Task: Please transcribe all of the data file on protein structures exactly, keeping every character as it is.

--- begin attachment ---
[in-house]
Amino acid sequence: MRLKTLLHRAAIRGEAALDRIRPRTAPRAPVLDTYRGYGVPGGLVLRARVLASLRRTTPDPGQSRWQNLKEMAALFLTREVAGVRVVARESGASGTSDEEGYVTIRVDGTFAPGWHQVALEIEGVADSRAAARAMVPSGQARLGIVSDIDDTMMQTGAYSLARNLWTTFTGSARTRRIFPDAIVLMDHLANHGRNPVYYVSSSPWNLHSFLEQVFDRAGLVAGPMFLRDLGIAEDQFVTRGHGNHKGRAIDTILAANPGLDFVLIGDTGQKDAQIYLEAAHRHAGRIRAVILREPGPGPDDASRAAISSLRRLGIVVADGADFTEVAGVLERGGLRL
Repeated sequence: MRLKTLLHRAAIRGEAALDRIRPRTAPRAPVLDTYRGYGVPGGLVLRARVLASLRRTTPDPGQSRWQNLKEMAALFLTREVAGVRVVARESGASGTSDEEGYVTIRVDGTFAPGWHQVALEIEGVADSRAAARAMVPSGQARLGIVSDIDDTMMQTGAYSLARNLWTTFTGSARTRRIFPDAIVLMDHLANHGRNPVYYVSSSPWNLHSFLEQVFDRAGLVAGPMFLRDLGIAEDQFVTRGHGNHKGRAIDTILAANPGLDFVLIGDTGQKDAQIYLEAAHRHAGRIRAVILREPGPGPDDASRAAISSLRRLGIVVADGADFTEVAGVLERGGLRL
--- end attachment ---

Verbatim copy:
[in-house]
Amino acid sequence: MRLKTLLHRAAIRGEAALDRIRPRTAPRAPVLDTYRGYGVPGGLVLRARVLASLRRTTPDPGQSRWQNLKEMAALFLTREVAGVRVVARESGASGTSDEEGYVTIRVDGTFAPGWHQVALEIEGVADSRAAARAMVPSGQARLGIVSDIDDTMMQTGAYSLARNLWTTFTGSARTRRIFPDAIVLMDHLANHGRNPVYYVSSSPWNLHSFLEQVFDRAGLVAGPMFLRDLGIAEDQFVTRGHGNHKGRAIDTILAANPGLDFVLIGDTGQKDAQIYLEAAHRHAGRIRAVILREPGPGPDDASRAAISSLRRLGIVVADGADFTEVAGVLERGGLRL
Repeated sequence: MRLKTLLHRAAIRGEAALDRIRPRTAPRAPVLDTYRGYGVPGGLVLRARVLASLRRTTPDPGQSRWQNLKEMAALFLTREVAGVRVVARESGASGTSDEEGYVTIRVDGTFAPGWHQVALEIEGVADSRAAARAMVPSGQARLGIVSDIDDTMMQTGAYSLARNLWTTFTGSARTRRIFPDAIVLMDHLANHGRNPVYYVSSSPWNLHSFLEQVFDRAGLVAGPMFLRDLGIAEDQFVTRGHGNHKGRAIDTILAANPGLDFVLIGDTGQKDAQIYLEAAHRHAGRIRAVILREPGPGPDDASRAAISSLRRLGIVVADGADFTEVAGVLERGGLRL